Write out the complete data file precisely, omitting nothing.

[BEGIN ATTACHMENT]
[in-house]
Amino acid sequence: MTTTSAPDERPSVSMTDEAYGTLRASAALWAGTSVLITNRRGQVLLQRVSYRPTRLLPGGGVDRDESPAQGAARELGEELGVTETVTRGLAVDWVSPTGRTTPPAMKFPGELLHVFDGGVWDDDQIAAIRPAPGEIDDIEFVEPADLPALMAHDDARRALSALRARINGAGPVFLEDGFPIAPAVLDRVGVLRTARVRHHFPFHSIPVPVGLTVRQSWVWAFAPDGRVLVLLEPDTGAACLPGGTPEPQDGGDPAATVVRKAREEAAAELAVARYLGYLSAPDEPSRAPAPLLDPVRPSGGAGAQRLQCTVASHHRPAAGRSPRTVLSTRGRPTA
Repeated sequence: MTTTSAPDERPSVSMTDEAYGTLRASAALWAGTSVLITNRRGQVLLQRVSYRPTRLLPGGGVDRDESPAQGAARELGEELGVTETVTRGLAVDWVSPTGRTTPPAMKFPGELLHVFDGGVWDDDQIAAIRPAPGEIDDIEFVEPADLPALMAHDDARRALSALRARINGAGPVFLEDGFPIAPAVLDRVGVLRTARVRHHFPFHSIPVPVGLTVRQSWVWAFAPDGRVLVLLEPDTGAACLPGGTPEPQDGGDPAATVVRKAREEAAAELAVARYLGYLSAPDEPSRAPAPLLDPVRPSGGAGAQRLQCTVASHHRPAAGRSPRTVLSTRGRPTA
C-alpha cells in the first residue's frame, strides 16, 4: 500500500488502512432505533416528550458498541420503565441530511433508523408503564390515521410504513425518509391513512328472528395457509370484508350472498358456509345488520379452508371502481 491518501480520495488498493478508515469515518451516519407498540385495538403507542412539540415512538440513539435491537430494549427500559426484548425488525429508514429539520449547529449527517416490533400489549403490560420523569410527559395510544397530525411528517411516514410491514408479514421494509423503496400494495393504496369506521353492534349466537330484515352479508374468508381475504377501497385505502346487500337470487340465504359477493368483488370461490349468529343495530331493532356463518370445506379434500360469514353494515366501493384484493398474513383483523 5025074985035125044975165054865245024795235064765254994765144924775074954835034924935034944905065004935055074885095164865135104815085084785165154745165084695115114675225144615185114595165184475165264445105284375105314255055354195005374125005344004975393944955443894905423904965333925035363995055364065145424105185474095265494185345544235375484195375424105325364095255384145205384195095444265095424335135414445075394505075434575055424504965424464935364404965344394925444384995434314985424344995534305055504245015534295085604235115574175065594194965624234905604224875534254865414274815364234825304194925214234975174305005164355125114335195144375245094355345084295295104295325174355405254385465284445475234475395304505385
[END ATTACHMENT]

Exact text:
[in-house]
Amino acid sequence: MTTTSAPDERPSVSMTDEAYGTLRASAALWAGTSVLITNRRGQVLLQRVSYRPTRLLPGGGVDRDESPAQGAARELGEELGVTETVTRGLAVDWVSPTGRTTPPAMKFPGELLHVFDGGVWDDDQIAAIRPAPGEIDDIEFVEPADLPALMAHDDARRALSALRARINGAGPVFLEDGFPIAPAVLDRVGVLRTARVRHHFPFHSIPVPVGLTVRQSWVWAFAPDGRVLVLLEPDTGAACLPGGTPEPQDGGDPAATVVRKAREEAAAELAVARYLGYLSAPDEPSRAPAPLLDPVRPSGGAGAQRLQCTVASHHRPAAGRSPRTVLSTRGRPTA
Repeated sequence: MTTTSAPDERPSVSMTDEAYGTLRASAALWAGTSVLITNRRGQVLLQRVSYRPTRLLPGGGVDRDESPAQGAARELGEELGVTETVTRGLAVDWVSPTGRTTPPAMKFPGELLHVFDGGVWDDDQIAAIRPAPGEIDDIEFVEPADLPALMAHDDARRALSALRARINGAGPVFLEDGFPIAPAVLDRVGVLRTARVRHHFPFHSIPVPVGLTVRQSWVWAFAPDGRVLVLLEPDTGAACLPGGTPEPQDGGDPAATVVRKAREEAAAELAVARYLGYLSAPDEPSRAPAPLLDPVRPSGGAGAQRLQCTVASHHRPAAGRSPRTVLSTRGRPTA
C-alpha cells in the first residue's frame, strides 16, 4: 500500500488502512432505533416528550458498541420503565441530511433508523408503564390515521410504513425518509391513512328472528395457509370484508350472498358456509345488520379452508371502481 491518501480520495488498493478508515469515518451516519407498540385495538403507542412539540415512538440513539435491537430494549427500559426484548425488525429508514429539520449547529449527517416490533400489549403490560420523569410527559395510544397530525411528517411516514410491514408479514421494509423503496400494495393504496369506521353492534349466537330484515352479508374468508381475504377501497385505502346487500337470487340465504359477493368483488370461490349468529343495530331493532356463518370445506379434500360469514353494515366501493384484493398474513383483523 5025074985035125044975165054865245024795235064765254994765144924775074954835034924935034944905065004935055074885095164865135104815085084785165154745165084695115114675225144615185114595165184475165264445105284375105314255055354195005374125005344004975393944955443894905423904965333925035363995055364065145424105185474095265494185345544235375484195375424105325364095255384145205384195095444265095424335135414445075394505075434575055424504965424464935364404965344394925444384995434314985424344995534305055504245015534295085604235115574175065594194965624234905604224875534254865414274815364234825304194925214234975174305005164355125114335195144375245094355345084295295104295325174355405254385465284445475234475395304505385